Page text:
Projected by the engineer Guy Maunsell and built in 1942 during the World War II on order by the Great Britain Royal Navy in the Thames Estuary Special Defence Units program, the sea forts were equipped with radar and anti-aircraft guns; they hosted over 100 soldiers each and their purpose was to protect the coast close to London from the attack of the German air force Luftwaffe and Navy. During the war, these fortresses destroyed 22 German aircraft, 30 rockets and an S-Boot ship. Now they stay abandoned since 1958 after a period in the mid-1960s when they were occupied by the first pirate radios like Radio Sutch, Radio City, Radio 390 and Radio Essex.
The sea forts are located about 11 km from the Suffolk coast and there are boat tours organized with departure from Whitstable Harbour. Info at www.maunsellseaforts.com.
The Carcharodon Carcharias, commonly known as the great white shark, lives in the coastal waters of all the major oceans.
Its size is average 3,5 to 4 meters in length for males and 4,6 to 5 meters for females (larger female individuals can reach up to 6,2 meters and almost 2 tons of weight; the largest white shark ever captured was a female of 7,14 meters). They can swim up to 56 km/h and reach depths of 1.200 meters under the sea level.
Maybe the most powerful and cruel predator, it is one of the most fascinating animals on earth.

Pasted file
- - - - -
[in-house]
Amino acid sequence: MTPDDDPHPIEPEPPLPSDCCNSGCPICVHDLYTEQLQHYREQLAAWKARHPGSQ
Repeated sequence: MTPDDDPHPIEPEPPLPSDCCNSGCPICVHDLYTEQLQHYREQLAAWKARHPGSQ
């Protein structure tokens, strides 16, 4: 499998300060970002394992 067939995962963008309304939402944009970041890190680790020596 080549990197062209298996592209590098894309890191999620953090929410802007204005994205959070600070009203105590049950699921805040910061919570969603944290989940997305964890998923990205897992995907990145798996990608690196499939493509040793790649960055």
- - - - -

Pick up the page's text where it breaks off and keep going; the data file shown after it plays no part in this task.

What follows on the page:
Being face to face with a great white shark is one of the most exciting experiences you could ever have. There are few places in the world where do that: here are the best places for the great white shark cage diving:
We suggest you to contact the local companies to check the sharks presence before planning the trip.
DON’T miss it if you are traveling in these places… and don’t think about Steven Spielberg’s cult movie Jaws…
The Margherita di Savoia Salt Pans Natural Reserve is located about 10 km north of Barletta (Apulia, Italy). It is the largest salt pan in Europe, the third in the world after the Makgadikgadi Pans (Botswana) and the Salar de Uyuni (Bolivia).
The salt pan area is 20 km long and 5 km wide, with a total surface of about 45 square km; each year 30 million cubic meters of marine water is used for the production of about six million quintals of salt.
The clay soil guarantees a high level of impermeability.
The natural reserve has a great biodiversity of bird species, among which the pink flamingos, perfectly camouflaged with the salt pans (some areas are pink colored given the presence of the micro-algae Dunaliella salina, one of the few organisms that can live in hypersaline conditions).
Muynak was once an important port city on the Aral Sea, in Uzbekistan. In the 1950s, after the Second World War, the Soviet Union drained the Aral Sea for irrigation of the cotton fields, during the Great Plan for the Transformation of Nature.
Uzbekistan is now one of the main producer of cotton in the world, and Muniak has become a large boat cemetery in a salty desert land.
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